That evening I made it to Flagstaff, Arizona and pulled in to a Walmart parking lot. As many RV’ers know, most Walmart’s allow for overnight RV and bus parking. As a traveller just passing through, it is a wonderful opportunity to rest safely and inexpensively. And as a humorous juxtaposition, one of my favorite author/musicians, Neil Peart likes to label them as “Chateau Walmart.” So, I will in respectful homage do the same thing. This was my first experience at a one of the asphalt chateau’s and my apprehensions were eased due to a number of other RV’ers settled for the evening. When I awoke, I peeked outside to assess my surroundings and was caught off guard by the sight of tall pine trees. Although I’d been through Arizona before, it was always the southern route and I hadn’t realized that Flagstaff sat at a higher elevation in the middle of The Kaibab National Forrest. There was an encouraging crispness in the air that truly made me feel like I was somewhere else. There was just one problem. The electrical system in the RV was not working. I had no power. So I started up the engine which is supposed to transfer power to the house battery. The engine ran fine but I still had no current inside. This din’t seem like a huge problem to me but it was preventing the refrigerator from working and my food would soon go bad. So I resolved to get to my parents place in Oklahoma as soon as possible and resolve the problem there. But there were two stops along the way that I just had to make.
The first stop, just an hour east of Flagstaff on I40 was made famous in the Eagles song, “Take it Easy.” Winslow, AZ. Now, I’m definitely not much of a gimmicky, touristy kind of person but having so much respect for the Eagles’ music, I couldn’t resist getting a cheesy picture of myself “Standin’ on a corner.” The next stop that interested me was considerably more significant. Petrified Forest National Park. I’d recently become a fan of the National Park Service and set myself a lifetime goal of visiting all 59 parks within the United States and its territories. In addition, I had acquired a National Park Passport Book for collecting cancellation stamps at each location. I love the idea of having this long-term goal that I can chip away at slowly over the years. It also gives me a reason to get off the main road from time to time. Driving south on route 180, I entered the park at the south entrance so that I could drive it’s span to the north where I would pick up I40 again. Originally a National Monument established in 1906, Petrified Forest was given National Park status in 1962 preserving the land and its contents for as long as the United States exists. The significance of this location lies in its geology. Scattered throughout the park are fossils of fallen trees that lived nearly 225 million years ago. Petrified tree trunks. Originating from the Greek root “petro” meaning “stone,” petrified trees are literally wood that has turned to stone. This happens over millions of years as the organic material decays and is replaced by minerals such as quartz. This occurs underground and covered by volcanic ash which prevents oxygen from fueling the decomposition process. It was hard to imagine standing in a deserted scene that it was once filled life and color – long before myself or any of my ancestors came to be. For me, that idea creates an emotional juxtaposition. It makes me feel insignificant in time, space, and matter but special because I am here now.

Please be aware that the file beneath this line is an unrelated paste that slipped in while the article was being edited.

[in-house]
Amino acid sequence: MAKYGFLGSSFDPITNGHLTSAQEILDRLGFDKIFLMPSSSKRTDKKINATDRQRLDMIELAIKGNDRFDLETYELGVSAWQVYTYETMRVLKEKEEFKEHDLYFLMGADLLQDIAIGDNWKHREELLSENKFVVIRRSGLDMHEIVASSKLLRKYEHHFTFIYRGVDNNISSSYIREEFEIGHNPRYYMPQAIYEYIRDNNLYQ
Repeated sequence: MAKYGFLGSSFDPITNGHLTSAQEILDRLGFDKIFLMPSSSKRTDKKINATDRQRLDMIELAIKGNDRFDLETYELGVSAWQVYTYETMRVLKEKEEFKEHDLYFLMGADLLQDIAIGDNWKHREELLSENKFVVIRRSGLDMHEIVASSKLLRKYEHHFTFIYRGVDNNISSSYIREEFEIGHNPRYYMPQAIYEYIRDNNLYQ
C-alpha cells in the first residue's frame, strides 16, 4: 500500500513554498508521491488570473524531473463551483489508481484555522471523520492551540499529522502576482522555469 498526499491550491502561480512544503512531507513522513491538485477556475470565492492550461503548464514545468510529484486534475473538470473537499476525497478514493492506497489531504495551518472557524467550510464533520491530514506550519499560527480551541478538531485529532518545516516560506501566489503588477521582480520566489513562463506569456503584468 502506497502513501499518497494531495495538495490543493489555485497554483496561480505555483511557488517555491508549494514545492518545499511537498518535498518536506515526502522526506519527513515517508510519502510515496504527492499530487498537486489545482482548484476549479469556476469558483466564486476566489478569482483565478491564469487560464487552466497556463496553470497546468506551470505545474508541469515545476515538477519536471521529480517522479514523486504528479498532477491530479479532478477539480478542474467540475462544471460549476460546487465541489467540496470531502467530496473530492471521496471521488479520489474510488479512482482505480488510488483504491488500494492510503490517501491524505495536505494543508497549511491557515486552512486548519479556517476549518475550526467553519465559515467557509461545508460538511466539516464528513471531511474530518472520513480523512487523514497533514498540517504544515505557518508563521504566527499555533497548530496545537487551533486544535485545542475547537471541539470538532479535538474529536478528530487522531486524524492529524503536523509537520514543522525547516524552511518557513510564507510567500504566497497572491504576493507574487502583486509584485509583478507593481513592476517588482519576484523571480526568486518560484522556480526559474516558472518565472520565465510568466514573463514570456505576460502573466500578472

Heading east again, I had about another thousand miles to drive. After a day of exploring and sightseeing, and with my electrical problem, I was ready to get there as quickly as possible. Crossing into New Mexico, I was surprised how quickly the terrain changed from flatlands into bluffs and plateaus. I had never driven this route before and was kept alert and sometimes distracted by the beauty of the scenery. That night I slept at a truck stop in Tucumcari, NM and was up before the sun to push on. In the Texas panhandle, I passed through Amarillo as the sun was rising and cruised steadily into Oklahoma. Here, the wind began to pick up. Essentially driving a large box with big flat surfaces, heavy winds can easily cause an RV to veer out of a lane. Still relatively inexperienced in driving this thing, fighting the wind took a bit of focused effort. But slowly the sun moved from the foreground to above and then behind me and long tiring day of driving came to a close. Pulling up to the house, my father awaited me with an ice cold beer.
Written by AHWD Cameraman and musician, Michael Edwards. visit: http://www.standinginwaves.com